Reigns of Error


Rajiv Sethi over at his website:

The death of Kenneth Arrow has led lots of people to swap stories about their interactions with him. Larry Blume has posted several of these on facebook, including the following response to my own contribution (quoted with permission):

This story is not at all surprising; Ken read everything. I think I mentioned elsewhere that my last conversation with Ken, this past June, concerned The Theory of Moral Sentiments. He and Amartya Sen were taking turns quoting from it, from memory… I could recognize the quotes, but not respond in kind. Once in a conversation about Nash equilibrium and rational expectations, Ken wondered if I had read Merton on expectations – not Robert Jr.: He also had a good stock of Shakespeare to call on.

The link is to a 1948 paper by the great sociologist Robert K. Merton (father of the Nobel-winning economist). Reading anything at all by Merton is an excellent use of one's time, so I went through this paper. It's extraordinary. Not only does Merton provide a very clear account of equilibrium beliefs, but goes on to point out that even when these beliefs are correct in a narrow sense, they can hold in place an incorrect understanding of the social world. To translate this into the contemporary language of economics, Merton points out that the play of equilibrium strategies can go hand in hand with a deeply erroneous understanding of the game.
Merton begins with an account of a Depression-era bank run that perfectly captures the multiple equilibrium logic he has in mind:

It is the year 1932. The Last National Bank is a flourishing institution. A large part of its resources is liquid without being watered. Cartwright Millingville has ample reason to be proud of the banking institution over which he presides. Until Black Wednesday. As he enters his bank, he notices that business is unusually brisk. A little odd, that, since the men at the A.M.O.K. steel plant and the K.O.M.A. mattress factory are not usually paid until Saturday. Yet here are two dozen men, obviously from the factories, queued up in front of the tellers' cages. As he turns into his private office, the president muses rather compassionately: "Hope they haven't been laid off in midweek. They should be in the shop at this hour."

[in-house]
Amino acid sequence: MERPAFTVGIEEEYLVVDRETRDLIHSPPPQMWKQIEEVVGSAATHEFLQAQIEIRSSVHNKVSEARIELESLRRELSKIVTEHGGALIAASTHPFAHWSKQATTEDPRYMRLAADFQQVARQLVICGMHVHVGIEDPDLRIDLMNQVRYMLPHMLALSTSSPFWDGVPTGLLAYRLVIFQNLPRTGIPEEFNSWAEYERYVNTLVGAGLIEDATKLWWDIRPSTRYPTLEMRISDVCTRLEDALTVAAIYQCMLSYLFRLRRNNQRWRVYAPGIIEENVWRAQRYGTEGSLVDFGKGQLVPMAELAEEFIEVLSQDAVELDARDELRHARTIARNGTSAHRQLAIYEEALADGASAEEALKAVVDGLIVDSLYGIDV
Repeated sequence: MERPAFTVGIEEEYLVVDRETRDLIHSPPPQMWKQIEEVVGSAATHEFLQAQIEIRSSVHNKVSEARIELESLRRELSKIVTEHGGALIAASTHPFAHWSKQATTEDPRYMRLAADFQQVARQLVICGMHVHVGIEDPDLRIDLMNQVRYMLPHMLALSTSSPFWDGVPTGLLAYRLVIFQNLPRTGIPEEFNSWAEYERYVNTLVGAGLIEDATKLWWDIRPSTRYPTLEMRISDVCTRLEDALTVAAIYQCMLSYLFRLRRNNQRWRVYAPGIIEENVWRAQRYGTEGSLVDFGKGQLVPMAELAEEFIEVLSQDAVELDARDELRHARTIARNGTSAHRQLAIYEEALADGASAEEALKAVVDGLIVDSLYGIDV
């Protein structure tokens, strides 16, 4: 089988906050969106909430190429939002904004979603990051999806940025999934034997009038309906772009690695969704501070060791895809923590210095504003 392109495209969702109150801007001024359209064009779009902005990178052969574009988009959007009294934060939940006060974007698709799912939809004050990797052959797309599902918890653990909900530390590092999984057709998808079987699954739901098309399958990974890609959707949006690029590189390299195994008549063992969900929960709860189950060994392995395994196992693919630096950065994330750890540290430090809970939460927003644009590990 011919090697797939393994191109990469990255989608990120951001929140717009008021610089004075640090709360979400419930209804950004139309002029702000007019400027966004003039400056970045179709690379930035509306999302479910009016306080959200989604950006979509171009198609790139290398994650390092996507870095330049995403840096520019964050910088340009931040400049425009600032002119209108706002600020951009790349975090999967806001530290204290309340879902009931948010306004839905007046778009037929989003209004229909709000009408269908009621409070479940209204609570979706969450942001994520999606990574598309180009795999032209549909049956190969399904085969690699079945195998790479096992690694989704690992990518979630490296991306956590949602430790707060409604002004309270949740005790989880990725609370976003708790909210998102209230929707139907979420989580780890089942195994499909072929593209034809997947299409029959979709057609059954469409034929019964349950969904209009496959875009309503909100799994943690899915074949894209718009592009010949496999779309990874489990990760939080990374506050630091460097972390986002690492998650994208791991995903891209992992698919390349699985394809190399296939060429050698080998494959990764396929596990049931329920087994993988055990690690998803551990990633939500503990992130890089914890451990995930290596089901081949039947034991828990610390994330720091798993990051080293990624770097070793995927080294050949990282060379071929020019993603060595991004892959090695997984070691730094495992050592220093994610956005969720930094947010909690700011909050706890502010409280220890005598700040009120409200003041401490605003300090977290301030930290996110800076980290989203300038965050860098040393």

But speculations of this sort have never made for a thriving bank, and Millingville turns to the pile of documents upon his desk. His precise signature is affixed to fewer than a score of papers when he is disturbed by the absence of something familiar and the intrusion of something alien. The low discreet hum of bank business has given way to a strange and annoying stridency of many voices. A situation has been defined as real. And that is the beginning of what ends as Black Wednesday — the last Wednesday, it might be noted, of the Last National Bank.

You can see why Arrow saw in this a precursor to the concept of Nash equilibrium, the existence of which would be established just two years later.
More here.